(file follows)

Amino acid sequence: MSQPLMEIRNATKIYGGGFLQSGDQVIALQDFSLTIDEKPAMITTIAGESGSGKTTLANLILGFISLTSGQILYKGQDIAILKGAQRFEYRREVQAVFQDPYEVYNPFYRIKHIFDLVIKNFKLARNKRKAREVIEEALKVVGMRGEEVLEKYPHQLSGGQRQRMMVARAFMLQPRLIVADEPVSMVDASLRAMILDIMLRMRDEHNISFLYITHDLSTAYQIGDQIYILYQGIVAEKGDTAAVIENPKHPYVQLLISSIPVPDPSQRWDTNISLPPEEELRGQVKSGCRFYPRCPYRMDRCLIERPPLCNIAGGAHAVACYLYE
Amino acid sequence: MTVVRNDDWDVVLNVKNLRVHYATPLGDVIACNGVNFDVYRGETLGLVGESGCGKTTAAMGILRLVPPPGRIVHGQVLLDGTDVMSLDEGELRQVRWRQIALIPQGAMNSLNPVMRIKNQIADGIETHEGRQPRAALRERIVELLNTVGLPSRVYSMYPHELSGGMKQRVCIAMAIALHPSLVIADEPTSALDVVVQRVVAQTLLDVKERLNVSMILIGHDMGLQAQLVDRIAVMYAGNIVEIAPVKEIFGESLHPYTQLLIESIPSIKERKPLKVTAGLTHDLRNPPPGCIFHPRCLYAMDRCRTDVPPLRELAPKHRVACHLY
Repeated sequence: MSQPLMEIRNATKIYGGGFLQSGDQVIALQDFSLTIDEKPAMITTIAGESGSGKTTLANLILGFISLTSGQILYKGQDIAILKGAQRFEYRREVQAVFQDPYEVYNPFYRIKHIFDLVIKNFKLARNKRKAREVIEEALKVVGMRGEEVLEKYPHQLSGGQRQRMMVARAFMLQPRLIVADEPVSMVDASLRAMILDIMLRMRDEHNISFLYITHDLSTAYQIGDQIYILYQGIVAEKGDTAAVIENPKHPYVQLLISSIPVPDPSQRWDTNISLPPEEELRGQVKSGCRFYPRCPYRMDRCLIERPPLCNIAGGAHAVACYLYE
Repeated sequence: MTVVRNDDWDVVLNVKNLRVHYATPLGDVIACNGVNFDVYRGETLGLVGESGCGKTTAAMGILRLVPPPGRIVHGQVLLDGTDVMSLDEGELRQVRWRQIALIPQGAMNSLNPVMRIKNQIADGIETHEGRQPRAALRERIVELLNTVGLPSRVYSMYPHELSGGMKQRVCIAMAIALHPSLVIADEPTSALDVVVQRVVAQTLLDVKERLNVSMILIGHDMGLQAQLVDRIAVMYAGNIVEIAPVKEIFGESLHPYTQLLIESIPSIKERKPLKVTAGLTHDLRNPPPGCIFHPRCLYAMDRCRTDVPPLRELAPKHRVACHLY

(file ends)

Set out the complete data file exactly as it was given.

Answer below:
Amino acid sequence: MSQPLMEIRNATKIYGGGFLQSGDQVIALQDFSLTIDEKPAMITTIAGESGSGKTTLANLILGFISLTSGQILYKGQDIAILKGAQRFEYRREVQAVFQDPYEVYNPFYRIKHIFDLVIKNFKLARNKRKAREVIEEALKVVGMRGEEVLEKYPHQLSGGQRQRMMVARAFMLQPRLIVADEPVSMVDASLRAMILDIMLRMRDEHNISFLYITHDLSTAYQIGDQIYILYQGIVAEKGDTAAVIENPKHPYVQLLISSIPVPDPSQRWDTNISLPPEEELRGQVKSGCRFYPRCPYRMDRCLIERPPLCNIAGGAHAVACYLYE
Amino acid sequence: MTVVRNDDWDVVLNVKNLRVHYATPLGDVIACNGVNFDVYRGETLGLVGESGCGKTTAAMGILRLVPPPGRIVHGQVLLDGTDVMSLDEGELRQVRWRQIALIPQGAMNSLNPVMRIKNQIADGIETHEGRQPRAALRERIVELLNTVGLPSRVYSMYPHELSGGMKQRVCIAMAIALHPSLVIADEPTSALDVVVQRVVAQTLLDVKERLNVSMILIGHDMGLQAQLVDRIAVMYAGNIVEIAPVKEIFGESLHPYTQLLIESIPSIKERKPLKVTAGLTHDLRNPPPGCIFHPRCLYAMDRCRTDVPPLRELAPKHRVACHLY
Repeated sequence: MSQPLMEIRNATKIYGGGFLQSGDQVIALQDFSLTIDEKPAMITTIAGESGSGKTTLANLILGFISLTSGQILYKGQDIAILKGAQRFEYRREVQAVFQDPYEVYNPFYRIKHIFDLVIKNFKLARNKRKAREVIEEALKVVGMRGEEVLEKYPHQLSGGQRQRMMVARAFMLQPRLIVADEPVSMVDASLRAMILDIMLRMRDEHNISFLYITHDLSTAYQIGDQIYILYQGIVAEKGDTAAVIENPKHPYVQLLISSIPVPDPSQRWDTNISLPPEEELRGQVKSGCRFYPRCPYRMDRCLIERPPLCNIAGGAHAVACYLYE
Repeated sequence: MTVVRNDDWDVVLNVKNLRVHYATPLGDVIACNGVNFDVYRGETLGLVGESGCGKTTAAMGILRLVPPPGRIVHGQVLLDGTDVMSLDEGELRQVRWRQIALIPQGAMNSLNPVMRIKNQIADGIETHEGRQPRAALRERIVELLNTVGLPSRVYSMYPHELSGGMKQRVCIAMAIALHPSLVIADEPTSALDVVVQRVVAQTLLDVKERLNVSMILIGHDMGLQAQLVDRIAVMYAGNIVEIAPVKEIFGESLHPYTQLLIESIPSIKERKPLKVTAGLTHDLRNPPPGCIFHPRCLYAMDRCRTDVPPLRELAPKHRVACHLY